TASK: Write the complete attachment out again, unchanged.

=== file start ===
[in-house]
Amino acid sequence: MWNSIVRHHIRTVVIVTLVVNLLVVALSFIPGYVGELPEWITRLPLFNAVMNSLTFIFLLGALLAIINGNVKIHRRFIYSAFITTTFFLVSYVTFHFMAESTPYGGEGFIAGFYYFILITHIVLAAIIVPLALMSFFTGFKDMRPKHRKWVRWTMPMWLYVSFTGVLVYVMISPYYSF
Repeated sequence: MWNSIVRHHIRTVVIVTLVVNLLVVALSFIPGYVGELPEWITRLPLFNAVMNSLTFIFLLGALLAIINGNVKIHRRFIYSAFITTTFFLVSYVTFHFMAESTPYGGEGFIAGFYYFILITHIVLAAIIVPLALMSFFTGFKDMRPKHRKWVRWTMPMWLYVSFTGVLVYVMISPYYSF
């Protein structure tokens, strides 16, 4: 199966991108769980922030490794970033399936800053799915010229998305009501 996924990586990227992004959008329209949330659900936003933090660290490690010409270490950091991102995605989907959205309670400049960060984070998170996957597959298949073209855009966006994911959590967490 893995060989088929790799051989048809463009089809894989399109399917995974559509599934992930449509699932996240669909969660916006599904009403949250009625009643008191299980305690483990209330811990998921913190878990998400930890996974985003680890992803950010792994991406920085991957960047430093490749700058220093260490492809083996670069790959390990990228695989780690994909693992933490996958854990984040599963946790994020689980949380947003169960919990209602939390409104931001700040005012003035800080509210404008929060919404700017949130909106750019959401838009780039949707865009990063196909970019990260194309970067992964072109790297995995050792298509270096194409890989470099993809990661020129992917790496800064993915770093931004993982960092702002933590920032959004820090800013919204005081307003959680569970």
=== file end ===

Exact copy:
[in-house]
Amino acid sequence: MWNSIVRHHIRTVVIVTLVVNLLVVALSFIPGYVGELPEWITRLPLFNAVMNSLTFIFLLGALLAIINGNVKIHRRFIYSAFITTTFFLVSYVTFHFMAESTPYGGEGFIAGFYYFILITHIVLAAIIVPLALMSFFTGFKDMRPKHRKWVRWTMPMWLYVSFTGVLVYVMISPYYSF
Repeated sequence: MWNSIVRHHIRTVVIVTLVVNLLVVALSFIPGYVGELPEWITRLPLFNAVMNSLTFIFLLGALLAIINGNVKIHRRFIYSAFITTTFFLVSYVTFHFMAESTPYGGEGFIAGFYYFILITHIVLAAIIVPLALMSFFTGFKDMRPKHRKWVRWTMPMWLYVSFTGVLVYVMISPYYSF
């Protein structure tokens, strides 16, 4: 199966991108769980922030490794970033399936800053799915010229998305009501 996924990586990227992004959008329209949330659900936003933090660290490690010409270490950091991102995605989907959205309670400049960060984070998170996957597959298949073209855009966006994911959590967490 893995060989088929790799051989048809463009089809894989399109399917995974559509599934992930449509699932996240669909969660916006599904009403949250009625009643008191299980305690483990209330811990998921913190878990998400930890996974985003680890992803950010792994991406920085991957960047430093490749700058220093260490492809083996670069790959390990990228695989780690994909693992933490996958854990984040599963946790994020689980949380947003169960919990209602939390409104931001700040005012003035800080509210404008929060919404700017949130909106750019959401838009780039949707865009990063196909970019990260194309970067992964072109790297995995050792298509270096194409890989470099993809990661020129992917790496800064993915770093931004993982960092702002933590920032959004820090800013919204005081307003959680569970």